Replay Value: 9.1
I will freely admit I’ve been inundated with music games in the past month, which has resulted in a temporary aversion to the genre. Even so, in my eyes, it isn’t difficult to see which music game is the class of the category for the holiday season: it’s Rock Band 3, which features everything we’ve always loved about the series, plus several nice additions that enhance the hardcore appeal big time and actually improves on the single-player experience. Although the game is still best played with friends – as is the case with most all good interactive music titles – this is the most fun I’ve had by myself with any game featuring plastic instruments. Plus, I caught a glimpse of how insanely difficult the piano (or keyboard) can be, what with the inclusion of that new peripheral. In the end, there’s very little wrong here and if you need a new music endeavor for 2010, I wholeheartedly recommend the third RB installment.
Perhaps the only downside – if one can even call it a downside – is the same ol’ graphical presentation we’ve always had. I suppose there are a few visual upgrades but they’re very minor and for the most part, such graphics feel a little outdated. It’s definitely time for an upgrade when Harmonix steps up to do Rock Band 4. But besides that, we still get the same great color, decent musician detail, solid special effects, and slick menu interface. There’s a lot to like, especially when viewed on a top-quality HDTV, and one can really get involved with the on-screen action. The entire point of a game like this is to make us feel as if we’re a true-blue rock star, which means we need a realistic, believable atmosphere. Well, despite the aging palette, RB3 gives us exactly what we need and in terms of technical miscues or drawbacks, they’re few and far between, if they exist at all. I just hope the designers take the next visual step.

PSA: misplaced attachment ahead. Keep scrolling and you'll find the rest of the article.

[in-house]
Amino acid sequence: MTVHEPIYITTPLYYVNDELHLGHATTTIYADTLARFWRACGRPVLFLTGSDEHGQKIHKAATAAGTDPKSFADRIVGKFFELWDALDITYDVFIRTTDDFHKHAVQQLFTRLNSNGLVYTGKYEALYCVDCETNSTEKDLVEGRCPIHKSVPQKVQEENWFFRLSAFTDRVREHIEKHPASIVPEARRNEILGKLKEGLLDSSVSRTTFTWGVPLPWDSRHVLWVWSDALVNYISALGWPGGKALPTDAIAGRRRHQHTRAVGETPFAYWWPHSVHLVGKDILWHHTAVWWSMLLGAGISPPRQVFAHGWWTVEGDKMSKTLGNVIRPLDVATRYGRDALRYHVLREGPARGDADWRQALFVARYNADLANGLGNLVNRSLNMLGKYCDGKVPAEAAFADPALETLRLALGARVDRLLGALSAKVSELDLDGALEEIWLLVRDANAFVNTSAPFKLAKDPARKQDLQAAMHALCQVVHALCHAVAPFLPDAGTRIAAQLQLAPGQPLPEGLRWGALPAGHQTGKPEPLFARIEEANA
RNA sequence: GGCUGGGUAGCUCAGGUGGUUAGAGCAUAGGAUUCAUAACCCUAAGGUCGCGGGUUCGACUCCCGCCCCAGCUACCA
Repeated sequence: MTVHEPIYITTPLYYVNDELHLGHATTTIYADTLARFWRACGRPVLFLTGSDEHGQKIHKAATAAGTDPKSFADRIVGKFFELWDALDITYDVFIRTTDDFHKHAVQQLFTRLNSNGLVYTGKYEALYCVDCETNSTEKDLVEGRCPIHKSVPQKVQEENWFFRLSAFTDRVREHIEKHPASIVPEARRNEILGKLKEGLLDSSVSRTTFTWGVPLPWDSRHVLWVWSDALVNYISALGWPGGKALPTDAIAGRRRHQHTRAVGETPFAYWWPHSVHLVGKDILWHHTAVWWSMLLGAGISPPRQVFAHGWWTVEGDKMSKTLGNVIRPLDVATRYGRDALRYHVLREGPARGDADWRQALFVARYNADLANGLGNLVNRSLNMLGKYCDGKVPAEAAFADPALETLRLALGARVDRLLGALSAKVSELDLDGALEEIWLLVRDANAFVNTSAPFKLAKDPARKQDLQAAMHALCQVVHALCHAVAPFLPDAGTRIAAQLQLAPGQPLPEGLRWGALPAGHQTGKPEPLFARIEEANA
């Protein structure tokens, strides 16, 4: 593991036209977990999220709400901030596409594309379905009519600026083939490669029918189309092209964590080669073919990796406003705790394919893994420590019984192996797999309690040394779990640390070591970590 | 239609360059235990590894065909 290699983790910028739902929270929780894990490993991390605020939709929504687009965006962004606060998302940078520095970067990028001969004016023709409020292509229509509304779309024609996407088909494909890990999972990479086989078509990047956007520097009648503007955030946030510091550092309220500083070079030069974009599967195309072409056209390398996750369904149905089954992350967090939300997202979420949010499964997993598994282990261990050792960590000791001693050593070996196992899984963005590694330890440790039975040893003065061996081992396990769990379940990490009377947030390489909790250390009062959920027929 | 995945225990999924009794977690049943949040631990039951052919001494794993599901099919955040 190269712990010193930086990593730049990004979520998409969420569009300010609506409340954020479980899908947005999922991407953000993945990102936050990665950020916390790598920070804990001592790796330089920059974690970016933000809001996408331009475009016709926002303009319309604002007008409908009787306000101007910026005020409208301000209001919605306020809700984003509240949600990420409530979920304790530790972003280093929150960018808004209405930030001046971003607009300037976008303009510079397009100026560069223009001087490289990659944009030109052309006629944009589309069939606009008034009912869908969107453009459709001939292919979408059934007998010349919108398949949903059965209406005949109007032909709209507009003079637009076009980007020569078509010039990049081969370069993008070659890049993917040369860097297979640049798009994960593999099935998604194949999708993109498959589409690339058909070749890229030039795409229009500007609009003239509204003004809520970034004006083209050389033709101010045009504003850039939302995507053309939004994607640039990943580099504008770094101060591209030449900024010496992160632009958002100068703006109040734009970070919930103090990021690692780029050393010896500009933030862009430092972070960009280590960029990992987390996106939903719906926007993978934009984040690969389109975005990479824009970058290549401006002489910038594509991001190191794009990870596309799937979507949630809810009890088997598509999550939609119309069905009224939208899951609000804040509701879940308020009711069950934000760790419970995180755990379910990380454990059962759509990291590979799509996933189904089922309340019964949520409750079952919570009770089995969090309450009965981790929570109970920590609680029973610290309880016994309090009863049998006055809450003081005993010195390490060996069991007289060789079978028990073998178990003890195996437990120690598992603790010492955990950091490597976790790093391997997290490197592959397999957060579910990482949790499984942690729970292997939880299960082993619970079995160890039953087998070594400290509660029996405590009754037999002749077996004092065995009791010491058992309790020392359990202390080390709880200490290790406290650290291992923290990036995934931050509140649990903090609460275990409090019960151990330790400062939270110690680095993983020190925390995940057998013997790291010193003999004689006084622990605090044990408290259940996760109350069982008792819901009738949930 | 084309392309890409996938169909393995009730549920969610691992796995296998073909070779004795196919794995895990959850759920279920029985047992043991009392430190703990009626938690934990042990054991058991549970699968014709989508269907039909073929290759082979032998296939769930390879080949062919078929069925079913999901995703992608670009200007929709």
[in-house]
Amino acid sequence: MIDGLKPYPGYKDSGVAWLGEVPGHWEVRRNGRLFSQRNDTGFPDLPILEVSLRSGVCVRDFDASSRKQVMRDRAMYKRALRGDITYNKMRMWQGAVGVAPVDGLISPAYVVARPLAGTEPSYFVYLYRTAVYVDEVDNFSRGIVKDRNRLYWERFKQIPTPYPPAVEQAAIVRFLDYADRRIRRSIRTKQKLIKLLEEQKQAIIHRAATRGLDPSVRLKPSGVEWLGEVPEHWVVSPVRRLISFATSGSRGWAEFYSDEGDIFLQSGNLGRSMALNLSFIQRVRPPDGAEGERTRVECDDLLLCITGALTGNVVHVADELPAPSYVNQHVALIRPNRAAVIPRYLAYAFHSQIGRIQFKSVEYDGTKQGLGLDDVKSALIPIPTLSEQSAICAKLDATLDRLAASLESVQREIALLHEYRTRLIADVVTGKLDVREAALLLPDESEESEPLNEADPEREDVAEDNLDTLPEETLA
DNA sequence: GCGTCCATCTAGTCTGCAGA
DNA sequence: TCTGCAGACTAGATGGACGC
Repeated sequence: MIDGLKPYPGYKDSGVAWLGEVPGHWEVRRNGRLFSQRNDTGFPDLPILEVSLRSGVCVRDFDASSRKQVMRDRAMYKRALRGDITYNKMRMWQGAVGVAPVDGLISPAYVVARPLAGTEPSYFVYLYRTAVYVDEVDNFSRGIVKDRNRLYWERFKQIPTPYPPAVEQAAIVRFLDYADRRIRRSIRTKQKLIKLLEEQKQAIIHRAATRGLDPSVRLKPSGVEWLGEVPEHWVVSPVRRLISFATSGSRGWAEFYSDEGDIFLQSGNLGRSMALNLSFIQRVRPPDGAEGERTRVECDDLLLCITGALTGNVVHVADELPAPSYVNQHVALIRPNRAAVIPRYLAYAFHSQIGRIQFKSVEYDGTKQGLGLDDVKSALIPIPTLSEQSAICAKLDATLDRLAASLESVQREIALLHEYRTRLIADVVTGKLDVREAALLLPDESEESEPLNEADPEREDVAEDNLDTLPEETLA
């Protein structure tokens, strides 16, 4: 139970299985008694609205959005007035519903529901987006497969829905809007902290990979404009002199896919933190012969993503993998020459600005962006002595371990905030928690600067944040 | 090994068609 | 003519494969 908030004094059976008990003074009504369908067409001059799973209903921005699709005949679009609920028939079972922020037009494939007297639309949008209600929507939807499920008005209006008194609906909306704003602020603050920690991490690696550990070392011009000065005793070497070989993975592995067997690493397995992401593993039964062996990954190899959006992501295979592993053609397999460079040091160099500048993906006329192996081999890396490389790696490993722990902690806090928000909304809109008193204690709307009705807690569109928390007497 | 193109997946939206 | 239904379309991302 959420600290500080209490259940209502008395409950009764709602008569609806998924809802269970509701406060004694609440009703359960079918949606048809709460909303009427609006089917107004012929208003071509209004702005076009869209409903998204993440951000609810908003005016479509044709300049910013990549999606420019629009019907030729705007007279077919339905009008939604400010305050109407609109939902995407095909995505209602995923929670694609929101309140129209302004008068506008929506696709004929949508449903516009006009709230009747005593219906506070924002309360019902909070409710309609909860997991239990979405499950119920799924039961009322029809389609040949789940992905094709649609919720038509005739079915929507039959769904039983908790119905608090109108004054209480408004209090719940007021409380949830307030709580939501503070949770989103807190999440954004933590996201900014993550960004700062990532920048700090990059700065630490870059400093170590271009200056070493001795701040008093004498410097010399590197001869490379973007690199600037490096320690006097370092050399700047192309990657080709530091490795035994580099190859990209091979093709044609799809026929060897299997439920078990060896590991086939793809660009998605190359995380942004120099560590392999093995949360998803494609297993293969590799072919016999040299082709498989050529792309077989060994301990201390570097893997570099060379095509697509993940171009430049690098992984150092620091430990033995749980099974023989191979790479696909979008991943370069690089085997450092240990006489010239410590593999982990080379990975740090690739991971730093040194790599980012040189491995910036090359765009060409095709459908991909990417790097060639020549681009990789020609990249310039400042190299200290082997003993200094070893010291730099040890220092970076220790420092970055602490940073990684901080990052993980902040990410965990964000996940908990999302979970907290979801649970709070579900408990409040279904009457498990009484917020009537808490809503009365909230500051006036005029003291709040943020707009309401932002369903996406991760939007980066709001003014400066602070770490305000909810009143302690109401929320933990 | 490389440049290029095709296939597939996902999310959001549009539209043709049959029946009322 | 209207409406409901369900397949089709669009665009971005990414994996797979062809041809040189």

If you couldn’t guess, the sound reigns supreme. With 83 tracks from such a diverse array of fantastic artists, crystal clear sound, wonderful balance, and impressive effects that only improve on the immersion factor, the sound is top-notch. Honestly, if you can’t find at least a few dozen songs that you just adore, you’re simply not a fan of awesome music. I really like how they blend various effects in with these master recordings, and I also like how a good stereo system can really take advantage of everything Rock Band 3 offers. Now, it could’ve been all in my head, but it did seem as if certain tracks sounded better than others and if true, that would constitute a small flaw. In general, though, it’s impossible to be disappointed with the surprisingly eclectic rock soundtrack, and everything only gets better when you toss in extra DLC.
Before I get to that keyboard, let’s talk about one of the significant structure changes- in the past, players going solo would progress along a map, conquering various set lists in a mostly linear fashion. There just wasn’t much else to do. But this time ‘round, we get the challenges. In addition to standard challenges, there are also instrument-specific challenges, so if you wish to master each accessory on its own, the game offers ample opportunity to do just that. It’s also great that Harmonix put so much effort and imagination into the available challenges; many focus on certain bands and situations, and you never feel as if you’re doing the same thing over and over. Oh, and if you have tracks from other Rock Band games loaded onto the system, RB3 will actually create all-new challenges based on those songs. This alone gives you plenty to do.
You can take on these challenges with friends or by yourself and upon completing the challenge, you earn experience points that add to character level, and also serve to unlock new band outfits and arenas. In this way, it’s similar to recent entries in the franchise, as your little underground group starts with a van and after a lot of hard work and glorious guitar riffs, you’ll end up with a private jet. And due to the challenges, the entire game feels more dynamic than ever before. You’re also not painted into a corner when it comes to advancement, as different tours will often allow for different player choices. For instance, when your current form of transportation makes a stop, you have the option of selecting between three different set lists. So you’re almost never stuck playing two or three songs in a row you really don’t enjoy very much.